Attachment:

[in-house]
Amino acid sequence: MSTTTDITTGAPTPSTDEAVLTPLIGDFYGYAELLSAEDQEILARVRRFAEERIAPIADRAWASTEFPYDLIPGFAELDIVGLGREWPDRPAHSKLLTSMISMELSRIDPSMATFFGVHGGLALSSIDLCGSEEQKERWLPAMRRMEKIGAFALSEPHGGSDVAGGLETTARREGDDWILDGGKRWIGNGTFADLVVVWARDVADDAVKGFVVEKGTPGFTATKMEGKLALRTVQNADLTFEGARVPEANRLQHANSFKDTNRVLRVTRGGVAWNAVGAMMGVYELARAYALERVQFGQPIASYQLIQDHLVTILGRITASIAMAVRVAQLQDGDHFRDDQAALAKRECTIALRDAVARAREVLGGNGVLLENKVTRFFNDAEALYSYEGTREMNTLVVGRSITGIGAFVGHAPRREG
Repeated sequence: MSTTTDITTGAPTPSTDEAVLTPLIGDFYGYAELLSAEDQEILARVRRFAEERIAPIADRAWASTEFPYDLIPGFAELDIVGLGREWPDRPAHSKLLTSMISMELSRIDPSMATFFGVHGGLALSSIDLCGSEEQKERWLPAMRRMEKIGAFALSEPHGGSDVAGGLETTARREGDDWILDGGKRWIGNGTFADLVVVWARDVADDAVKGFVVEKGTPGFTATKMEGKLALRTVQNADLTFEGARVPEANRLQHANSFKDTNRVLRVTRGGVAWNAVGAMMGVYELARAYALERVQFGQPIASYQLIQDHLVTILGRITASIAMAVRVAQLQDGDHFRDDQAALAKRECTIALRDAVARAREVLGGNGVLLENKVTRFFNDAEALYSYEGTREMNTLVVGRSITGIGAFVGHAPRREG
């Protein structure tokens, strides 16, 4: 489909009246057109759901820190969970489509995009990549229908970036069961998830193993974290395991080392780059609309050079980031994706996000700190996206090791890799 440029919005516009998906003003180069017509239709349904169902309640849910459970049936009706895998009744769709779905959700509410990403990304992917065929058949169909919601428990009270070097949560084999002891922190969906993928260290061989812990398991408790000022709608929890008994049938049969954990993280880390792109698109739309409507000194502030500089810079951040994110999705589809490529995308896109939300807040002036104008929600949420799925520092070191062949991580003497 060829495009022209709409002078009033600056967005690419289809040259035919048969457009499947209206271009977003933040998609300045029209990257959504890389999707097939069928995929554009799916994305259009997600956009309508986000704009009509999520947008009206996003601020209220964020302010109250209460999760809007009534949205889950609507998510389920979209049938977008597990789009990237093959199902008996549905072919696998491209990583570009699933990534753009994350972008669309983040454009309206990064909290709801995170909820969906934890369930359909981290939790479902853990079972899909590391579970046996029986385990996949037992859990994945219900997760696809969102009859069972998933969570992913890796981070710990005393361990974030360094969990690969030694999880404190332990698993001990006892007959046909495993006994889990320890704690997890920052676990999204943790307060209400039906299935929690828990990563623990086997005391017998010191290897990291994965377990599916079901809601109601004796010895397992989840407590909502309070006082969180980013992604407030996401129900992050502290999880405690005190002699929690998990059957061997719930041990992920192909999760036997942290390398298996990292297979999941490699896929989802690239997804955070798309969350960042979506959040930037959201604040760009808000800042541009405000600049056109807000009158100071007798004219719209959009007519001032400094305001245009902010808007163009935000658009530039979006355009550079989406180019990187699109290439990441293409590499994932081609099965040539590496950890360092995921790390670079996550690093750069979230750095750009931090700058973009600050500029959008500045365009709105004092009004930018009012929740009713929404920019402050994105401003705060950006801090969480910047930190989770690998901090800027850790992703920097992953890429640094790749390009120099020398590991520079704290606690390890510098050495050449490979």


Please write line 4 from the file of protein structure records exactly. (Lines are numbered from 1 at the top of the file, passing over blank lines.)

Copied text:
């Protein structure tokens, strides 16, 4: 489909009246057109759901820190969970489509995009990549229908970036069961998830193993974290395991080392780059609309050079980031994706996000700190996206090791890799 440029919005516009998906003003180069017509239709349904169902309640849910459970049936009706895998009744769709779905959700509410990403990304992917065929058949169909919601428990009270070097949560084999002891922190969906993928260290061989812990398991408790000022709608929890008994049938049969954990993280880390792109698109739309409507000194502030500089810079951040994110999705589809490529995308896109939300807040002036104008929600949420799925520092070191062949991580003497 060829495009022209709409002078009033600056967005690419289809040259035919048969457009499947209206271009977003933040998609300045029209990257959504890389999707097939069928995929554009799916994305259009997600956009309508986000704009009509999520947008009206996003601020209220964020302010109250209460999760809007009534949205889950609507998510389920979209049938977008597990789009990237093959199902008996549905072919696998491209990583570009699933990534753009994350972008669309983040454009309206990064909290709801995170909820969906934890369930359909981290939790479902853990079972899909590391579970046996029986385990996949037992859990994945219900997760696809969102009859069972998933969570992913890796981070710990005393361990974030360094969990690969030694999880404190332990698993001990006892007959046909495993006994889990320890704690997890920052676990999204943790307060209400039906299935929690828990990563623990086997005391017998010191290897990291994965377990599916079901809601109601004796010895397992989840407590909502309070006082969180980013992604407030996401129900992050502290999880405690005190002699929690998990059957061997719930041990992920192909999760036997942290390398298996990292297979999941490699896929989802690239997804955070798309969350960042979506959040930037959201604040760009808000800042541009405000600049056109807000009158100071007798004219719209959009007519001032400094305001245009902010808007163009935000658009530039979006355009550079989406180019990187699109290439990441293409590499994932081609099965040539590496950890360092995921790390670079996550690093750069979230750095750009931090700058973009600050500029959008500045365009709105004092009004930018009012929740009713929404920019402050994105401003705060950006801090969480910047930190989770690998901090800027850790992703920097992953890429640094790749390009120099020398590991520079704290606690390890510098050495050449490979």